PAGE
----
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Fibroids treatment warning

19th October 2009

Doctors in the UK have warned that a commonly used treatment for fibroids can cause miscarriage, caesarean delivery and bleeding in subsequent pregnancies.

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Researchers at the Elizabeth Garrett Anderson Hospital examined the results of 215 pregnancies which occurred after uterine artery embolisation (UAE) treatment.

UAE has been carried out in the UK as a treatment for fibroids for nearly 15 years. It involves using a gel to restrict the delivery of blood to the womb, which causes the fibroids to shrink.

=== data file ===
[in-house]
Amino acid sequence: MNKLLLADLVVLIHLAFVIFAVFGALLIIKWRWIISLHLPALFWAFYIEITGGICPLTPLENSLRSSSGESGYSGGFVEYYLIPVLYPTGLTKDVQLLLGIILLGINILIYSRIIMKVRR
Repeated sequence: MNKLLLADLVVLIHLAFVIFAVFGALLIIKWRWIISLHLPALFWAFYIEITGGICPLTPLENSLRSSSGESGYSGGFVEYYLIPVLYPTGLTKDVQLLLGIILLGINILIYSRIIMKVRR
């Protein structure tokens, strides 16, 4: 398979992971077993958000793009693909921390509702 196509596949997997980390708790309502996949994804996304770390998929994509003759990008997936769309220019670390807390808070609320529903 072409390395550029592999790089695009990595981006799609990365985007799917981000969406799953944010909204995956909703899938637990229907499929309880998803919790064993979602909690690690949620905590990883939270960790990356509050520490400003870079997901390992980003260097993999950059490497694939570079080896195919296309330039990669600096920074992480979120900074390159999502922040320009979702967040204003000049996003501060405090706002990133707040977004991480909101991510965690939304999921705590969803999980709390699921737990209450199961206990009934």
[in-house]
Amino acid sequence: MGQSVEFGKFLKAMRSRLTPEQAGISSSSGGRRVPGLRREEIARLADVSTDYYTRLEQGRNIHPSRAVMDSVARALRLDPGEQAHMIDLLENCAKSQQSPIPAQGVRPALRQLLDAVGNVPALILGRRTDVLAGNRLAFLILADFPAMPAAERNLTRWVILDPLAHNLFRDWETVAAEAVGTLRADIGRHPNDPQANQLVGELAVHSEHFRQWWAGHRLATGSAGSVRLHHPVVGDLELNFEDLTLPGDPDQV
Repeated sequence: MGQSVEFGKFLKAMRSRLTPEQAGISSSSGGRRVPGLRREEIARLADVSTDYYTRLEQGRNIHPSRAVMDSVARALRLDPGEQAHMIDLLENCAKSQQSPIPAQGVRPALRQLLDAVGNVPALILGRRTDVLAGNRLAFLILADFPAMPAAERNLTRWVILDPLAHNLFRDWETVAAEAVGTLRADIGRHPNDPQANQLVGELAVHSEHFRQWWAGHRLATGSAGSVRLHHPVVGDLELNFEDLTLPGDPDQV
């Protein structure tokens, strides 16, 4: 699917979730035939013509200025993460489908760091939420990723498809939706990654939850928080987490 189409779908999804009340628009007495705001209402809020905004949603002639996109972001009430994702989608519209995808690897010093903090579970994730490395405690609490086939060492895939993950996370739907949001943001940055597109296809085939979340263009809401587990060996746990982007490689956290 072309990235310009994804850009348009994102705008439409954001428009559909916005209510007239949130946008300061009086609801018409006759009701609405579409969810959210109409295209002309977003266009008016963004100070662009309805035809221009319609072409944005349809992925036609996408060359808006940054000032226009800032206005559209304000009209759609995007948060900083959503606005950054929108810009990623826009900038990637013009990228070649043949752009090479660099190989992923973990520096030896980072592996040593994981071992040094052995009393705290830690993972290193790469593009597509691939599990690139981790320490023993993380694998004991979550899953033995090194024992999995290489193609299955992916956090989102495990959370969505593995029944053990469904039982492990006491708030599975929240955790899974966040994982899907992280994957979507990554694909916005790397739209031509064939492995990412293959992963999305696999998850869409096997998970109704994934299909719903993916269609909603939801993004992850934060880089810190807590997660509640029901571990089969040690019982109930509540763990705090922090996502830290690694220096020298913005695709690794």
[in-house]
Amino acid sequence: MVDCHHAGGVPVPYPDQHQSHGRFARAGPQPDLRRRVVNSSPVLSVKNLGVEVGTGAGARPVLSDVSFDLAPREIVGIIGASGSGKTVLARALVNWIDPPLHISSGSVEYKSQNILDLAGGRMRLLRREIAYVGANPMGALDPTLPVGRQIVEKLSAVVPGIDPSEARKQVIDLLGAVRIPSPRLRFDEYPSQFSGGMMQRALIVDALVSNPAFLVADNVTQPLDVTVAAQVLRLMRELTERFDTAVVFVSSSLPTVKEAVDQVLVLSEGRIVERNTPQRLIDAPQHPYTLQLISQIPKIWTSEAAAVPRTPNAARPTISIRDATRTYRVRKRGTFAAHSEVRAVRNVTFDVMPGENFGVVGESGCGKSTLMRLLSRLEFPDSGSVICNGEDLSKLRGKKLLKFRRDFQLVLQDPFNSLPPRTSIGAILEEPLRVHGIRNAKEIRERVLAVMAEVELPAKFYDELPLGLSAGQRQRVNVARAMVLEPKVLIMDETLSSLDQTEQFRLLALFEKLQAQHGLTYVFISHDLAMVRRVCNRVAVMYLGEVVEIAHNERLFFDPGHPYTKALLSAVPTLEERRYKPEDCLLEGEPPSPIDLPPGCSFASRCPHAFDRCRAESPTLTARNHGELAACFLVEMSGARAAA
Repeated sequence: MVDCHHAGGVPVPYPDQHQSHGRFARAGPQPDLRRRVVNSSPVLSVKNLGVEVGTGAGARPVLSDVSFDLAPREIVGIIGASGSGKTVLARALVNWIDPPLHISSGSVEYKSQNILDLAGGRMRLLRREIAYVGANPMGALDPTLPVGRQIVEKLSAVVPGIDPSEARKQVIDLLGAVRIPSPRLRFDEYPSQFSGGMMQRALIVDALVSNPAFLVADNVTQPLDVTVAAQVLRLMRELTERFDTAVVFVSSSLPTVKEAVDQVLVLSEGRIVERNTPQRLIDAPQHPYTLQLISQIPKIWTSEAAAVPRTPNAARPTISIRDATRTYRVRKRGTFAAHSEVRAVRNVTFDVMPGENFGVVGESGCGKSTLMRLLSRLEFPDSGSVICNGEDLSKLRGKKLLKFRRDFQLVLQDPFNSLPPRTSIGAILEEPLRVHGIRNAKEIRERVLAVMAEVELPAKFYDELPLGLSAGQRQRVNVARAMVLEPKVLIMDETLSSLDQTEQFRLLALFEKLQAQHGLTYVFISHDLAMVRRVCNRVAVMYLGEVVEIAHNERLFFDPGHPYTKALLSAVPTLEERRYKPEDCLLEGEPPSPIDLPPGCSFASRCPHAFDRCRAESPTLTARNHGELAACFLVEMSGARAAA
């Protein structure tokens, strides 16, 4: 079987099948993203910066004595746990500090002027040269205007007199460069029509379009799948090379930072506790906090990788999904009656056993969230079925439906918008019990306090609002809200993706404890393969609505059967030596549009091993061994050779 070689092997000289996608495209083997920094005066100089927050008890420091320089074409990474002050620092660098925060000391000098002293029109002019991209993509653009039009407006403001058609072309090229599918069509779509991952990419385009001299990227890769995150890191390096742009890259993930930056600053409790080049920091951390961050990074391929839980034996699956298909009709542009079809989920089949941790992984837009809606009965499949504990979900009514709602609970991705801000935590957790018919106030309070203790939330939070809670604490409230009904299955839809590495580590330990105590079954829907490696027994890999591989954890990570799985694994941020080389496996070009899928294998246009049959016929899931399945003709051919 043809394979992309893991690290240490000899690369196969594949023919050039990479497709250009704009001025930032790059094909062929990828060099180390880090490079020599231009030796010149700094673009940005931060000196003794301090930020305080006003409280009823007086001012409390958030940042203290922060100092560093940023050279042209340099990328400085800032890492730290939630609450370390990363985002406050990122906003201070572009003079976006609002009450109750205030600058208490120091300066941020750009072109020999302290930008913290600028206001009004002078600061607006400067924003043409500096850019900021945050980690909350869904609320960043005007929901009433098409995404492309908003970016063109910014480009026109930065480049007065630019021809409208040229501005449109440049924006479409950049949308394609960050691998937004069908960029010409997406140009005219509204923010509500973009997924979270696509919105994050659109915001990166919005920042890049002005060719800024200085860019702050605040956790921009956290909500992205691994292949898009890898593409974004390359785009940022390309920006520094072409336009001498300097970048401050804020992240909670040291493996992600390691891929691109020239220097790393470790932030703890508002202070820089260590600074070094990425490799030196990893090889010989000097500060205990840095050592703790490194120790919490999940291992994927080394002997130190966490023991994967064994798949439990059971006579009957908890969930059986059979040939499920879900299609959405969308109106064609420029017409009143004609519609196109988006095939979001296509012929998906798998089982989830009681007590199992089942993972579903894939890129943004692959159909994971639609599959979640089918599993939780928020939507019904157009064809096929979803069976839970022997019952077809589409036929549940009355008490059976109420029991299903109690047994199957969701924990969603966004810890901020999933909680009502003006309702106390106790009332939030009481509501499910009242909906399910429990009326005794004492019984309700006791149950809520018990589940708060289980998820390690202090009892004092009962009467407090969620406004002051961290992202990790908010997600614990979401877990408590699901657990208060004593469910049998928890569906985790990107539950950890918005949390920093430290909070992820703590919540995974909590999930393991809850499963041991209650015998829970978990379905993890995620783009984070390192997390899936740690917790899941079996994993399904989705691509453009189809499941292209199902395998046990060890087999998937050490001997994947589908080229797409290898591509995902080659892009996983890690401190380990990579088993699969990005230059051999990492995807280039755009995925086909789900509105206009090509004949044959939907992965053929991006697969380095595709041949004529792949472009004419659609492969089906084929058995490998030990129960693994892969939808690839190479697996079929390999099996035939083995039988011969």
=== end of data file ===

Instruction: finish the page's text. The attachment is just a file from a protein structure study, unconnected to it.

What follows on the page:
Fibroids are benign growths of the layers of muscle and tissue surrounding the uterus. They can cause heavy periods and affect fertility, resulting in the need for treatment.

Around 40% of women of child-bearing age have fibroids, according to the researchers. They looked at data gathered from the results of five studies from Canada, the Czech Republic and the UK.

The researchers saw that the danger of miscarriage following UAE was 35%, compared with 10-15% in women who had not been given the treatment.

Post-birth bleeding occurred in 14% of women who had UAE, in comparison to only 5%.

Ertan Saridogan, who headed the research team, said: "We do not offer it as a first-time treatment, but, for some women, surgery and other treatments do not work. We want to increase awareness of the pitfalls of this widespread procedure."

"I hope this will inform women before they make their decisions, so they can make an informed choice - they've been going at it blindly without realising what it might imply for their future pregnancies."

 

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